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A League of their own

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  • A League of their own

    Twins form a league of their own
    By Blair Anthony Robertson -

    Dominic and Donte Morris are 19-year-old identical twins, which means they not only look the same, they think and act alike, too.

    So when they came up with the idea to start their own baseball league and, with a special exhibition game, pay tribute to the sport's storied and African American heritage, there was immediate agreement.

    Like many bright ideas, theirs sprang from disappointment.

    Eighteen months ago, the brothers tried out and failed to make the baseball team at California State University, Sacramento.

    The verdict meant they would start their college careers without baseball, something they just couldn't envision. Baseball and the Morris twins had always gone together. Like brats and beer. Like a good double play.

    They loved the game too much. They knew they couldn't stop playing.

    The two business majors already were interested in the business of baseball and dreamed of owning a professional franchise someday. They had considered interning with the Sacramento River Cats to learn how it all worked.

    Then they had another idea: They would start a league of their own.

    The Morris League, as it was soon called, began when the twins figured there had to be others on campus thinking their identical thoughts.

    "A lot of people are walking around who love baseball but don't have a place to play," said Donte.

    In the spring of 2007, they printed up fliers and spread the word: If you wanted to be part of a new league and play baseball, show up at the park near campus. A $125 sign-up fee would cover uniforms and the $200-per-day rental of McAuliffe Field.

    They met every Tuesday and Thursday nights – the same two teams and the same 25 players. But it was baseball, and pretty good baseball.

    "It started out a little raggedy, but by the midseason, we started playing as a team and it was solid," said Dominic.

    "It's an excellent alternative. I was looking around and wondering, 'Man, how am I going to keep my game up?' " said Chris Perry, an 18-year-old freshman from the Bay Area. "I could sum the brothers up in one word: motivated. They do everything they need to do to get everything done. I think it's going to be a pretty big thing one day."

    There are plans for expansion – the Morris League hopes to have four teams this spring.

    In the meantime, the teams are hosting an exhibition that will pay tribute to the West Coast Negro League. It's a reminder to the young players at Sacramento State that their idea to play baseball with students of any and all races is a relatively new one.

    The Morris twins said the Negro Leagues began in the late 1800s. The color line in Major League Baseball wasn't broken until 1947. After that the game was gradually integrated, leading to the end of the Negro Leagues by 1960.

    The Morris brothers learned so much about the history that they began enlightening others, including their parents.

    "The Negro Leagues mean a lot to us. It's why we're playing now. It's the foundation," said Donte. "We feel very fortunate that they sacrificed all they did so that we could play."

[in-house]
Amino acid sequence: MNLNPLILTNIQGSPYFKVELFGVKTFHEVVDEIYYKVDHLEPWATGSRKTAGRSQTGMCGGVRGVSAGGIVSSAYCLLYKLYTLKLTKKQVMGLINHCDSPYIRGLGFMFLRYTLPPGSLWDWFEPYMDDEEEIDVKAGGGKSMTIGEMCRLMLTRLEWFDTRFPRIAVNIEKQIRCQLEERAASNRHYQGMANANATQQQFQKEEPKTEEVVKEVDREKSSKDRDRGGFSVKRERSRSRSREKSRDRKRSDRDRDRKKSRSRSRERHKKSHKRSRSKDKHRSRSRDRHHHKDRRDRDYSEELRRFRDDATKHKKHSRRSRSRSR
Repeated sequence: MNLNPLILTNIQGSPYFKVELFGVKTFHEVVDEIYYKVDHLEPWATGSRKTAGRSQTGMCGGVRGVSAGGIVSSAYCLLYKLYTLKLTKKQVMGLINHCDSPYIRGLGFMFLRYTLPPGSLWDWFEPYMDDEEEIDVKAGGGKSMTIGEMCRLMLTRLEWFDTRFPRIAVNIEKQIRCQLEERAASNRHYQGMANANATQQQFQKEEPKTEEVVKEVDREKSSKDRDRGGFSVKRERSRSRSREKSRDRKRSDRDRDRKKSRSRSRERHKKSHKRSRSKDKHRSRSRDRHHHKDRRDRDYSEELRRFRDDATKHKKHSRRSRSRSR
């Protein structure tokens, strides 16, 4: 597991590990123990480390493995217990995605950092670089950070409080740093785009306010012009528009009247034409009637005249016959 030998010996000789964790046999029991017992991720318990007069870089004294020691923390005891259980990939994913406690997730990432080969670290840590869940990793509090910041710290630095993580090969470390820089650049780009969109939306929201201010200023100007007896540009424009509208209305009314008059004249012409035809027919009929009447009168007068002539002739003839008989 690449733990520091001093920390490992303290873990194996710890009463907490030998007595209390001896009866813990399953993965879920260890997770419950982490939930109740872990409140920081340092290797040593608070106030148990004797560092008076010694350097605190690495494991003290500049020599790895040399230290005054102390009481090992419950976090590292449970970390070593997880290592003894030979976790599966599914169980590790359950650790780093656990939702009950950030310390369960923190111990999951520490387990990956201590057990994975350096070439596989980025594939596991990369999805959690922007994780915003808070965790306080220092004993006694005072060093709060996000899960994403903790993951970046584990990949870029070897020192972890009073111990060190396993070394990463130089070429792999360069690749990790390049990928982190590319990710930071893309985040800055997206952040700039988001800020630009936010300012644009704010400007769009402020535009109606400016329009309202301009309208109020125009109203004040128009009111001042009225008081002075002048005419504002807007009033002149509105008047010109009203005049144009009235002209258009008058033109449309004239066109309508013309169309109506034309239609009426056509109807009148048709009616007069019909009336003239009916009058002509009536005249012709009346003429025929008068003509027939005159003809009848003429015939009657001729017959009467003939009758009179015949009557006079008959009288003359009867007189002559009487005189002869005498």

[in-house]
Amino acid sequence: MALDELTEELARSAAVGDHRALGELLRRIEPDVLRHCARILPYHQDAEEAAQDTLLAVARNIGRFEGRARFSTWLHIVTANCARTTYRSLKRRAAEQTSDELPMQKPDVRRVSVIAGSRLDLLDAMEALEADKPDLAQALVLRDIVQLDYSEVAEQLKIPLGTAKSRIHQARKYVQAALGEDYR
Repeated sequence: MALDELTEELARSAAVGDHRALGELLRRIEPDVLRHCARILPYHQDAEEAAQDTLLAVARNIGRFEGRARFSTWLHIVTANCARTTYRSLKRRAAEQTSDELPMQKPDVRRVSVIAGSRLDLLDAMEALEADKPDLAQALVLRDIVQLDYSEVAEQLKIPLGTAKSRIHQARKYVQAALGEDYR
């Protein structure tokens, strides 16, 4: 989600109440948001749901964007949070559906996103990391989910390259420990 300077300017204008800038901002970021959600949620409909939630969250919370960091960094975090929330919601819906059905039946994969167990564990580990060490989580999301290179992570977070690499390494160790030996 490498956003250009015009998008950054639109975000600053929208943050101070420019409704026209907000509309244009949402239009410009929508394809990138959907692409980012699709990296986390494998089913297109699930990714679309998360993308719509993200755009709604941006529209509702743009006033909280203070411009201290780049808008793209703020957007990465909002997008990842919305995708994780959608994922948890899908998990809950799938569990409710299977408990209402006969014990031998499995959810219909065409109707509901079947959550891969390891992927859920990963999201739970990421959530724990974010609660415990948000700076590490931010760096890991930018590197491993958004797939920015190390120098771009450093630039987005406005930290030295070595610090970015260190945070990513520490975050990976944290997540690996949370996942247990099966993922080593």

"From middle school all the way through high school, the Negro Leagues were always our class projects," said Dominic.

    Their parents attended every Morris League game, driving from their home in Vallejo.

    "This is good for them. They have a passion for the game," said their father, Paul Morris Sr. "I always told them not to give up on their dreams."

    He says his sons were practically naturals from the time they started playing baseball at 4. By age 5, they were precocious infielders in a league in Berkeley.

    "They turned the double play, and the crowd went wild," their father said. "They were always practicing. I never had to tell them to practice. The only thing I had to do was make them stop and call them inside."

    Having identical twins has made for several mysterious moments. One that stands out is the time Dominic and Donte were 7 and went bowling.

    "They released the ball at the same time, and they both knocked down the same seven pins and left the same three pins standing. I looked at my wife, and we were shocked," said Paul Morris.

    Despite forecasts for heavy storms this weekend, the tribute game will go as scheduled at 1 p.m. today at McAuliffe Field, 3001 State University Drive, Sacramento.

    Donte and Dominic's enthusiasm for baseball and cultural history has been infectious on campus, too. Everyone is behind the tribute game, even though the league has a majority of white players, along with four Latinos, a Japanese exchange student and three African Americans – two of them being the twins.

    Mishae Parker, a senior psychology major, will introduce the exhibition game and give the crowd a brief history of the Negro Leagues.

    Parker is president of a student organization called the Future: Building Awareness Though Culture, which is co-sponsoring the game.

    "I think it's awesome what they're doing," she said of the twins. Through her group, Parker encourages others to interact outside their cultural comfort zones.

    The Morris twins say much has changed since Jackie Robinson broke baseball's color barrier and American society slowly began integrating. In the Morris League and in leagues throughout the nation, they say skin color is of little concern.

    "People don't look at race – they just see if you can play," said Donte.
    The pitcher who’s afraid to throw strikes, will soon be standing in the shower with the hitter who's afraid to swing.

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